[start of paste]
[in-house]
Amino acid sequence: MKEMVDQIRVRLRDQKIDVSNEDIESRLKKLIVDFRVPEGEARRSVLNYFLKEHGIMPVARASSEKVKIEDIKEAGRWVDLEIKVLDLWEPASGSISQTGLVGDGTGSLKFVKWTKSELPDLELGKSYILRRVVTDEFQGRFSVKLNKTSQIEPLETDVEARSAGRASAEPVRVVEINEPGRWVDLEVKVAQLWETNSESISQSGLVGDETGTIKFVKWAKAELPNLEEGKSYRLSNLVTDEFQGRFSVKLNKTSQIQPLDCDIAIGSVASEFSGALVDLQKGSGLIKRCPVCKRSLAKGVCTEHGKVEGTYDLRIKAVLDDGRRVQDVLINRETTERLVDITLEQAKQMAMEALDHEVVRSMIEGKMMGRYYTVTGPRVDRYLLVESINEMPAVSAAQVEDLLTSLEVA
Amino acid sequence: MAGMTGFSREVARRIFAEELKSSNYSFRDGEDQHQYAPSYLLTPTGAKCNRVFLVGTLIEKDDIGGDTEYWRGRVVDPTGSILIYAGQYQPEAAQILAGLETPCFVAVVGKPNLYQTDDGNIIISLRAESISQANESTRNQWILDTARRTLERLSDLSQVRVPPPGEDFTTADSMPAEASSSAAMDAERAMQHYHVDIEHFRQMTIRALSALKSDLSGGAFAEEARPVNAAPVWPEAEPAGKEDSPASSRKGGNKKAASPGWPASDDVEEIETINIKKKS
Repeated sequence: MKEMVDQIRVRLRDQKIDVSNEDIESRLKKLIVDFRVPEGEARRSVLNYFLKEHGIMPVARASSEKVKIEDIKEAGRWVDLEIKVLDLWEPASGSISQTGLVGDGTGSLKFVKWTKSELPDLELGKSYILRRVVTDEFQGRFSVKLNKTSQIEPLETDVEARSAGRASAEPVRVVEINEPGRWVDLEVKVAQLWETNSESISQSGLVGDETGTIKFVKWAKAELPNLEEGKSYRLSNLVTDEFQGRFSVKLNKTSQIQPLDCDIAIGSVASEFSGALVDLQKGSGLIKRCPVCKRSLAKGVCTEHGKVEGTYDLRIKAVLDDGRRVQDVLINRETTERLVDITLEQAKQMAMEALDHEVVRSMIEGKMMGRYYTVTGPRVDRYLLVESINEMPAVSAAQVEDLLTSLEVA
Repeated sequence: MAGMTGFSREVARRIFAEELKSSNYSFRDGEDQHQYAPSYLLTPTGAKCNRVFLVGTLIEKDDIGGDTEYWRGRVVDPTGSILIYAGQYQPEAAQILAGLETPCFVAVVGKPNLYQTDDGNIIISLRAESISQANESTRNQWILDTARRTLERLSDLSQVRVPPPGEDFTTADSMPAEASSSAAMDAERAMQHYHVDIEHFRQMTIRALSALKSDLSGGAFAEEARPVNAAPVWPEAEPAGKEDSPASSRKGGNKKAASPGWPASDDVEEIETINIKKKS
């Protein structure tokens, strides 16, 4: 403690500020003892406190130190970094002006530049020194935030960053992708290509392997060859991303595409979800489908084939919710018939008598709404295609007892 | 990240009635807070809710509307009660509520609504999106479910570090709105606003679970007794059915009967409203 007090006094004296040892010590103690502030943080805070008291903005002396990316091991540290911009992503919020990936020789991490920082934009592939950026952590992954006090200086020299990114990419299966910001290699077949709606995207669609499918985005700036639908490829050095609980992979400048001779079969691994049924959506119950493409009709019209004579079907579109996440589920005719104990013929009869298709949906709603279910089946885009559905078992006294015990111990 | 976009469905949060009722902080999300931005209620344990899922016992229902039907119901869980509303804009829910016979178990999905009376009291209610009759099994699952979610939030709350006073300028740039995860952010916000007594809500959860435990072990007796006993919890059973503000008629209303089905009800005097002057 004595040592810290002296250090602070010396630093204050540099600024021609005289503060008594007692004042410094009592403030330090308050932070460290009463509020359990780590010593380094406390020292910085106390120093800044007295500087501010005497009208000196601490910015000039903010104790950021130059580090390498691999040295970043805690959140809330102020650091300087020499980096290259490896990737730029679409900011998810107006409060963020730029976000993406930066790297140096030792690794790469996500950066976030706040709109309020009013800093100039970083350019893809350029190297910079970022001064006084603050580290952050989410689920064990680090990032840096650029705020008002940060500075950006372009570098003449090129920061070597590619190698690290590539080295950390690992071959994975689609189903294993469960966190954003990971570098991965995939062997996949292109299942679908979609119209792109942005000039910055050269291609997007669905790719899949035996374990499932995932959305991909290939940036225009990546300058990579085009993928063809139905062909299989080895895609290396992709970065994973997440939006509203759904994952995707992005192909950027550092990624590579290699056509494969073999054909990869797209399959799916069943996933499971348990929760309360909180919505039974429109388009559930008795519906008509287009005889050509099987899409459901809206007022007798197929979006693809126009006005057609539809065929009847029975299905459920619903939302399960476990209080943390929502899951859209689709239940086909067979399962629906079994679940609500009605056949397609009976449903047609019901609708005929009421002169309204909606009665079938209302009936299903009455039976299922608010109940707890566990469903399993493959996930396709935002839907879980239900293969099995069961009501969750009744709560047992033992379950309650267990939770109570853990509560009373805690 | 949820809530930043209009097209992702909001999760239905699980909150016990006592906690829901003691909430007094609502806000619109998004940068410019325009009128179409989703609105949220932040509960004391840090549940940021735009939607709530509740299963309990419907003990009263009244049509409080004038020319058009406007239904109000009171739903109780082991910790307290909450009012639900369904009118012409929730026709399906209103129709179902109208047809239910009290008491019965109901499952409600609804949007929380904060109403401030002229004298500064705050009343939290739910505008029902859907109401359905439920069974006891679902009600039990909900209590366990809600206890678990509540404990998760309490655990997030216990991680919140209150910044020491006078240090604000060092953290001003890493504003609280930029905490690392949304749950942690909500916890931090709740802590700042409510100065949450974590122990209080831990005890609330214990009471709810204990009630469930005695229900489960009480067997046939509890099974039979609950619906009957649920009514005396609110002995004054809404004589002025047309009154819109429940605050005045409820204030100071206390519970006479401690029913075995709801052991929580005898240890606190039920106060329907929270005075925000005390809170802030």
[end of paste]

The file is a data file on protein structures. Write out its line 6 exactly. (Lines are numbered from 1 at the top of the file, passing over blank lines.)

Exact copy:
């Protein structure tokens, strides 16, 4: 403690500020003892406190130190970094002006530049020194935030960053992708290509392997060859991303595409979800489908084939919710018939008598709404295609007892 | 990240009635807070809710509307009660509520609504999106479910570090709105606003679970007794059915009967409203 007090006094004296040892010590103690502030943080805070008291903005002396990316091991540290911009992503919020990936020789991490920082934009592939950026952590992954006090200086020299990114990419299966910001290699077949709606995207669609499918985005700036639908490829050095609980992979400048001779079969691994049924959506119950493409009709019209004579079907579109996440589920005719104990013929009869298709949906709603279910089946885009559905078992006294015990111990 | 976009469905949060009722902080999300931005209620344990899922016992229902039907119901869980509303804009829910016979178990999905009376009291209610009759099994699952979610939030709350006073300028740039995860952010916000007594809500959860435990072990007796006993919890059973503000008629209303089905009800005097002057 004595040592810290002296250090602070010396630093204050540099600024021609005289503060008594007692004042410094009592403030330090308050932070460290009463509020359990780590010593380094406390020292910085106390120093800044007295500087501010005497009208000196601490910015000039903010104790950021130059580090390498691999040295970043805690959140809330102020650091300087020499980096290259490896990737730029679409900011998810107006409060963020730029976000993406930066790297140096030792690794790469996500950066976030706040709109309020009013800093100039970083350019893809350029190297910079970022001064006084603050580290952050989410689920064990680090990032840096650029705020008002940060500075950006372009570098003449090129920061070597590619190698690290590539080295950390690992071959994975689609189903294993469960966190954003990971570098991965995939062997996949292109299942679908979609119209792109942005000039910055050269291609997007669905790719899949035996374990499932995932959305991909290939940036225009990546300058990579085009993928063809139905062909299989080895895609290396992709970065994973997440939006509203759904994952995707992005192909950027550092990624590579290699056509494969073999054909990869797209399959799916069943996933499971348990929760309360909180919505039974429109388009559930008795519906008509287009005889050509099987899409459901809206007022007798197929979006693809126009006005057609539809065929009847029975299905459920619903939302399960476990209080943390929502899951859209689709239940086909067979399962629906079994679940609500009605056949397609009976449903047609019901609708005929009421002169309204909606009665079938209302009936299903009455039976299922608010109940707890566990469903399993493959996930396709935002839907879980239900293969099995069961009501969750009744709560047992033992379950309650267990939770109570853990509560009373805690 | 949820809530930043209009097209992702909001999760239905699980909150016990006592906690829901003691909430007094609502806000619109998004940068410019325009009128179409989703609105949220932040509960004391840090549940940021735009939607709530509740299963309990419907003990009263009244049509409080004038020319058009406007239904109000009171739903109780082991910790307290909450009012639900369904009118012409929730026709399906209103129709179902109208047809239910009290008491019965109901499952409600609804949007929380904060109403401030002229004298500064705050009343939290739910505008029902859907109401359905439920069974006891679902009600039990909900209590366990809600206890678990509540404990998760309490655990997030216990991680919140209150910044020491006078240090604000060092953290001003890493504003609280930029905490690392949304749950942690909500916890931090709740802590700042409510100065949450974590122990209080831990005890609330214990009471709810204990009630469930005695229900489960009480067997046939509890099974039979609950619906009957649920009514005396609110002995004054809404004589002025047309009154819109429940605050005045409820204030100071206390519970006479401690029913075995709801052991929580005898240890606190039920106060329907929270005075925000005390809170802030």